Located 2,600 miles southwest of Hawaii, the National Park of American Samoa is the most remote unit of the National Park System and the U.S. National Park south of the Equator. The Park spreads across three islands, 9,500 acres of tropical rainforest, and 4,000 acres of ocean, including coral reefs. While remote, the islands of American Samoa, true to the meaning of the word Samoa (Islands of Sacred Earth), are welcoming and offer beautiful landscapes and centuries of culture and history.
Seasoned backpacker and adventurer Yang Lu earned the grand prize in the 2015 Share the Experience photo contest with this image of a sunburst captured at sunrise in Glen Canyon National Recreation Area, Utah. Yang has made the outdoors part of his daily life and finds deep connection to the land through his lens.
“My photography is not just for recreation, it is to inspire people to explore these areas." -- Yang Lu
Photo by Yang Lu (www.sharetheexperience.org).
The plantings of cherry trees originated in 1912 as a gift of friendship to the People of the United States from the People of Japan. In Japan, the flowering cherry tree, or "Sakura," is an exalted flowering plant. The beauty of the cherry blossom is a potent symbol equated with the evanescence of human life and epitomizes the transformation of Japanese culture throughout the ages.
AMERICA'S GREAT OUTDOORS: Study Shows Spending at National Parks Pumps $31 Billion into Local Economies, Supporting 258,000 Jobs
Policy Management and Budget
WASHINGTON – Visitors to the National Park System contributed more than $31 billion to local economies and supported 258,000 jobs in 2010, an increase of $689 million and 11,500 jobs over 2009, according to a report issued by the National Park Service today.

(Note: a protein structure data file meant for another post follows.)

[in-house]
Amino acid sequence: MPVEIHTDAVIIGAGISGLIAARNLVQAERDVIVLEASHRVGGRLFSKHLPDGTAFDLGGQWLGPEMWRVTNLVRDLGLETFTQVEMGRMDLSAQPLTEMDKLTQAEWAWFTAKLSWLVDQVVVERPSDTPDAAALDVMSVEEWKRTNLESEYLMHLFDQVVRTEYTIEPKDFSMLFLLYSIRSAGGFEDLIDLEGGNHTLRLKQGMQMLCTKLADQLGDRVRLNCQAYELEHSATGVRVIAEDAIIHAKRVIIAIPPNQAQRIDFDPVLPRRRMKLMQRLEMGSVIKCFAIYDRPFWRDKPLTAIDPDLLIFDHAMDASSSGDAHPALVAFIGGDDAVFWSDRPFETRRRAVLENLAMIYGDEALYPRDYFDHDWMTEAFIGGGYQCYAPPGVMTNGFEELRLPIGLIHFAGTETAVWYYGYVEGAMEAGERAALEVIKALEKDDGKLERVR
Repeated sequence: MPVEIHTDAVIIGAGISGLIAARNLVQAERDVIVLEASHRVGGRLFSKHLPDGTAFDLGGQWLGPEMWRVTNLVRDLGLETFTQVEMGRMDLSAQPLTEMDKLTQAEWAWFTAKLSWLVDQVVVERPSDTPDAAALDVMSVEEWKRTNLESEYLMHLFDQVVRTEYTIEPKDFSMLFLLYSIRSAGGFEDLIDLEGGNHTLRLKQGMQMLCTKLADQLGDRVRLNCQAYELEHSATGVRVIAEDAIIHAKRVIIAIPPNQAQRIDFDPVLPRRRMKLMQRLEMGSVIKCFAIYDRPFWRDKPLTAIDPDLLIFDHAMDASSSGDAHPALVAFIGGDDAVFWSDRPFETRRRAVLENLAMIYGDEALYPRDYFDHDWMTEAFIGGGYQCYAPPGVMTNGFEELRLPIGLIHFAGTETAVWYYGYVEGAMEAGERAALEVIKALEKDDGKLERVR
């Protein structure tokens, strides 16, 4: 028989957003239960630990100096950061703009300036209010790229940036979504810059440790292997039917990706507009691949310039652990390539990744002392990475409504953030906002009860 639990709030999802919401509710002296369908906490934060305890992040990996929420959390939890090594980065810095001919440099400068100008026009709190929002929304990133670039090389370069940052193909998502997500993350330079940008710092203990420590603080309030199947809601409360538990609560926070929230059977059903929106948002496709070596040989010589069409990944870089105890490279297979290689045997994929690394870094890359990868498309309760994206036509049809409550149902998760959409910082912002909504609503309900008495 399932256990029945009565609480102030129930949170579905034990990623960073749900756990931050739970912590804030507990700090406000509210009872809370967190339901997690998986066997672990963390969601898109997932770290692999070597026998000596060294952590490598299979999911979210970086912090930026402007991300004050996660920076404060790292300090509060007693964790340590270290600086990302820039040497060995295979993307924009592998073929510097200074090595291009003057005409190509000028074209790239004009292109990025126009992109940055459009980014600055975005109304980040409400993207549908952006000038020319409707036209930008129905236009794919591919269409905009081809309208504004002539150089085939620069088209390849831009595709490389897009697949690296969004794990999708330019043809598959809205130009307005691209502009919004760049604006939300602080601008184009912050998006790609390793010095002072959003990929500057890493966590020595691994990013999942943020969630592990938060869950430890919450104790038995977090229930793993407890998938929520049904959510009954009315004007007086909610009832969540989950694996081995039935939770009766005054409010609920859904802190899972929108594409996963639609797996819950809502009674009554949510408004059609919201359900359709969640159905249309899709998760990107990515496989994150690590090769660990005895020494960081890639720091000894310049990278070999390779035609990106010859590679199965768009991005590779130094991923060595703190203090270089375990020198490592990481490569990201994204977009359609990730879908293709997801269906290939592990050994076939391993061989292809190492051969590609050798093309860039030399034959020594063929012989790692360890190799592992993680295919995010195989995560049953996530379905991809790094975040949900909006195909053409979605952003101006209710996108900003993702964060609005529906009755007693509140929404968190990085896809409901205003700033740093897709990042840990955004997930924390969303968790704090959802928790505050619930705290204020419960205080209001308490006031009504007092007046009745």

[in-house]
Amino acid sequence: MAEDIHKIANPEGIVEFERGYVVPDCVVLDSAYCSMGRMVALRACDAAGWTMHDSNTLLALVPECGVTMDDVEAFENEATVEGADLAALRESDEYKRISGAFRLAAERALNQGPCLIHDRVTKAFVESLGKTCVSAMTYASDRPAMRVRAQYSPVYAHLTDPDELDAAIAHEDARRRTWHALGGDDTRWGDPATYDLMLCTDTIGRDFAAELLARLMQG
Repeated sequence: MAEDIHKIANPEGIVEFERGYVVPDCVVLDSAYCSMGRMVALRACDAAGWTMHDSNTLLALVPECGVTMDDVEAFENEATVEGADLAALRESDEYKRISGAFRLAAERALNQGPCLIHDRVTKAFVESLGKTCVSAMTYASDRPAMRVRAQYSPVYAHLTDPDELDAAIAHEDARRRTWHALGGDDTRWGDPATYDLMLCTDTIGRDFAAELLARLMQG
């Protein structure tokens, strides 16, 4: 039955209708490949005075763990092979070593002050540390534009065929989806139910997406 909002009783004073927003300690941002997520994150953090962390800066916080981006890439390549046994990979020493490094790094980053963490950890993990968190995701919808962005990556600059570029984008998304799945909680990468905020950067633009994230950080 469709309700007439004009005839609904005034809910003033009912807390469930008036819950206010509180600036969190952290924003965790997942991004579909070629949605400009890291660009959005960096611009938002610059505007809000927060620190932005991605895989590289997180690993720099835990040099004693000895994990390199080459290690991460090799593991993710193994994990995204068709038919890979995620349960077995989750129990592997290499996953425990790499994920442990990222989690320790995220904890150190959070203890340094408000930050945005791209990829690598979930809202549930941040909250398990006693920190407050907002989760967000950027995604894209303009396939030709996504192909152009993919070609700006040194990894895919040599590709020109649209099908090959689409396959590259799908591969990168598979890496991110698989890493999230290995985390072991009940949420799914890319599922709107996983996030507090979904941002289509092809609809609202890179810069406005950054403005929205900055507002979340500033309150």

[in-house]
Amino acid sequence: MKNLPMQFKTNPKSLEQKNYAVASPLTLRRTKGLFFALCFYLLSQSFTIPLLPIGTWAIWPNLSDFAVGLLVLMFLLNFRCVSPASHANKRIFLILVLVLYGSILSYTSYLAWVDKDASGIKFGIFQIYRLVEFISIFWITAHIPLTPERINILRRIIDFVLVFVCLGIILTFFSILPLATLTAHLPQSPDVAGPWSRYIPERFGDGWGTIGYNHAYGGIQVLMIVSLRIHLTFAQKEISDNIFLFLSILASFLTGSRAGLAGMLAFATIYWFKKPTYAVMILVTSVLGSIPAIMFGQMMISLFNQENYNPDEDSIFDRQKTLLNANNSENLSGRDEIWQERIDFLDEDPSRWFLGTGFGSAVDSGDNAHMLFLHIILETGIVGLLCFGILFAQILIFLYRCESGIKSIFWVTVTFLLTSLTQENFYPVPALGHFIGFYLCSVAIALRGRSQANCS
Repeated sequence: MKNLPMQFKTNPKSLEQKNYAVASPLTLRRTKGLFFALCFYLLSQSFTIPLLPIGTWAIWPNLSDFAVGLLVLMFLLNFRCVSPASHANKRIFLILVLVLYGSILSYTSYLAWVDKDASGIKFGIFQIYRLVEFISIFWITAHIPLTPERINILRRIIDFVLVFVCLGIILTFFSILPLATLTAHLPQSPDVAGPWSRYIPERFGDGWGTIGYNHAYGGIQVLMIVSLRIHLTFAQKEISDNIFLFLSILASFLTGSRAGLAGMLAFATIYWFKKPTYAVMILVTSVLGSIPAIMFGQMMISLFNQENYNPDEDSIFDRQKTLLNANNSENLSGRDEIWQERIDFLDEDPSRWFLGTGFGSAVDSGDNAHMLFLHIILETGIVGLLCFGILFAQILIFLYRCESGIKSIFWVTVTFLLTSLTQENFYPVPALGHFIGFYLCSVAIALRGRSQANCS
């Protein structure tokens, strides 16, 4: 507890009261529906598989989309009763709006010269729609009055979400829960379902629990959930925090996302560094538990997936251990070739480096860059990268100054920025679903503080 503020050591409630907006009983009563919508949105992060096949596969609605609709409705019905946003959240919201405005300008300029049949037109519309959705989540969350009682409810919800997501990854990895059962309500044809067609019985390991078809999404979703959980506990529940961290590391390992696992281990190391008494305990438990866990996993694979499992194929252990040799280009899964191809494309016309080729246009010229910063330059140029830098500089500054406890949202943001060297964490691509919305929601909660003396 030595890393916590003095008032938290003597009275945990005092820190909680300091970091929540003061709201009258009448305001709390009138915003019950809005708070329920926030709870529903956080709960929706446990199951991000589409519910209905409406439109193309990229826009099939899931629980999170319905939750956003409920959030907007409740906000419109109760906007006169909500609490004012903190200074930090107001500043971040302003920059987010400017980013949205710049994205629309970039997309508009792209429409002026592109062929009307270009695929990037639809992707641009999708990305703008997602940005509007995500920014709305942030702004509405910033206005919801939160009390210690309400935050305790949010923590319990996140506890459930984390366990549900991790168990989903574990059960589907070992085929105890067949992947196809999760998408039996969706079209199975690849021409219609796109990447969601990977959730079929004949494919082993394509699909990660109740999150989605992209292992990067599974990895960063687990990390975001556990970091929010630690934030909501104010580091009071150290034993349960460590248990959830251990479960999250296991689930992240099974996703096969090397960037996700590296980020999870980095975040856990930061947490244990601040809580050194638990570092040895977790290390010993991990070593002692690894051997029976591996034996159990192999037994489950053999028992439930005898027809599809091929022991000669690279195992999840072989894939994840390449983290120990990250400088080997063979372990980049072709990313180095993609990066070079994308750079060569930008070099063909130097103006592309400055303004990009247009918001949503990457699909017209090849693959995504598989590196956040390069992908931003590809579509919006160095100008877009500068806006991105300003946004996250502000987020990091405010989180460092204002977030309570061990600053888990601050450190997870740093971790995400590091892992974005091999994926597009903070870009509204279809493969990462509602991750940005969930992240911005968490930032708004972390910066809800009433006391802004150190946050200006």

Today's announcement comes in advance of Friday's White House Conference on Conservation being hosted at the Department of the Interior that will spotlight community-driven conservation efforts as part of President Obama's America's Great Outdoors Initiative.
“Our National Parks and other public lands continue to be economic engines that produce and support jobs in communities across America,” Secretary of the Interior Ken Salazar said. “It is the reason President Obama signed an Executive Order last month to promote travel and tourism in the United States. By investing in our parks and promoting them to visitors, especially internationally, we can have the dual benefit of an improved National Park System and a stronger economy that produces more jobs.”
Salazar noted that recreation in national parks, refuges, and other public lands alone led to nearly $55 billion in economic contribution and 440,000 jobs in 2009.
In January, President Obama launched the creation of a Travel & Competitiveness Task Force to promote domestic and international travel opportunities throughout the United States. A particular focus of the Task Force will be on strategies for increasing tourism and recreation jobs by promoting visits to our national treasures – including our national parks, wildlife refuges, cultural and historic sites, monuments and other public lands and waters that attract travelers from around the country and the globe.
“The Department of the Interior doesn't just oversee beautiful and historic places,” he said. “We help drive tourism and recreation that powers small businesses and creates jobs.”
The economic impact figures for the National Park System released today are based on $12 billion in direct spending by the 281 million visitors to parks in 2010 and are included in an annual, peer-reviewed, visitor spending analysis conducted by Dr. Daniel Stynes of Michigan State University.
“National parks are best known for their incredible beauty and the preservation of America's historical legacy, but they are also critical assets for local economies,” said National Park Service Director Jonathan B. Jarvis. “The investment American taxpayers make in their national parks continues to offer a huge return, not only in priceless family experiences but in real jobs and economic growth in our gateway communities that ripples to suppliers across the nation.”
Most of the spending/jobs figures are related to lodging, food, and beverage service (52 percent) followed by other retail (29 percent), entertainment/amusements (10 percent), gas and local transportation (7 percent) and groceries (2 percent).